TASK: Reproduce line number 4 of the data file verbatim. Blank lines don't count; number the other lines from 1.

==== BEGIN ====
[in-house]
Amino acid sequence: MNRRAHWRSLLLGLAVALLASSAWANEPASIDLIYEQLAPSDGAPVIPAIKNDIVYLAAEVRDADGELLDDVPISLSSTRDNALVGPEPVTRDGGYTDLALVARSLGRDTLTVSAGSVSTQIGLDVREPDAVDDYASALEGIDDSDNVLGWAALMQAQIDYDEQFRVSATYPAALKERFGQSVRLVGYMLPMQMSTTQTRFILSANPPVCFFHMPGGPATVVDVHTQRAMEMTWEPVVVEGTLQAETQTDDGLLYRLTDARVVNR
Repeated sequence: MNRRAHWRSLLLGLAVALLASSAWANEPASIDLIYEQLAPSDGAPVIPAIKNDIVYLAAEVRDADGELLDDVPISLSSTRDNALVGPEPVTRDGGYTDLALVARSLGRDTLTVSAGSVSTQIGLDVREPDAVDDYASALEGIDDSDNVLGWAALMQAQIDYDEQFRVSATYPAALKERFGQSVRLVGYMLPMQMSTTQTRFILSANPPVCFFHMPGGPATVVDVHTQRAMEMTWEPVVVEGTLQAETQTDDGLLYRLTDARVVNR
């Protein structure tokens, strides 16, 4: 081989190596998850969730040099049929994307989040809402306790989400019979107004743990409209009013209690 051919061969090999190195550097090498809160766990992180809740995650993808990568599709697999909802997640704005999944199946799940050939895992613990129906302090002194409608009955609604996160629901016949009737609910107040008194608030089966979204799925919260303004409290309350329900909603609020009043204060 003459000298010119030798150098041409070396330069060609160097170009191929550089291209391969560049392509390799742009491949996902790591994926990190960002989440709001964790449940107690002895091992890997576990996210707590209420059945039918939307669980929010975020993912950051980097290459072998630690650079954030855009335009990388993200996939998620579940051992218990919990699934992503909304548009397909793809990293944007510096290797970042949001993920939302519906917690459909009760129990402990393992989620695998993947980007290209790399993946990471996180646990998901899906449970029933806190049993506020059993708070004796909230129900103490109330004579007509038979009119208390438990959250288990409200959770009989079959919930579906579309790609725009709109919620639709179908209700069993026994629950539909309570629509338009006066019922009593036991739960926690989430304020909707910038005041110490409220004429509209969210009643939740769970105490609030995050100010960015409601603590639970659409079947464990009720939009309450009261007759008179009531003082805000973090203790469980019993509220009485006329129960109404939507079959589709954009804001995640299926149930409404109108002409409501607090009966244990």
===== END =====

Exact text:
């Protein structure tokens, strides 16, 4: 081989190596998850969730040099049929994307989040809402306790989400019979107004743990409209009013209690 051919061969090999190195550097090498809160766990992180809740995650993808990568599709697999909802997640704005999944199946799940050939895992613990129906302090002194409608009955609604996160629901016949009737609910107040008194608030089966979204799925919260303004409290309350329900909603609020009043204060 003459000298010119030798150098041409070396330069060609160097170009191929550089291209391969560049392509390799742009491949996902790591994926990190960002989440709001964790449940107690002895091992890997576990996210707590209420059945039918939307669980929010975020993912950051980097290459072998630690650079954030855009335009990388993200996939998620579940051992218990919990699934992503909304548009397909793809990293944007510096290797970042949001993920939302519906917690459909009760129990402990393992989620695998993947980007290209790399993946990471996180646990998901899906449970029933806190049993506020059993708070004796909230129900103490109330004579007509038979009119208390438990959250288990409200959770009989079959919930579906579309790609725009709109919620639709179908209700069993026994629950539909309570629509338009006066019922009593036991739960926690989430304020909707910038005041110490409220004429509209969210009643939740769970105490609030995050100010960015409601603590639970659409079947464990009720939009309450009261007759008179009531003082805000973090203790469980019993509220009485006329129960109404939507079959589709954009804001995640299926149930409404109108002409409501607090009966244990």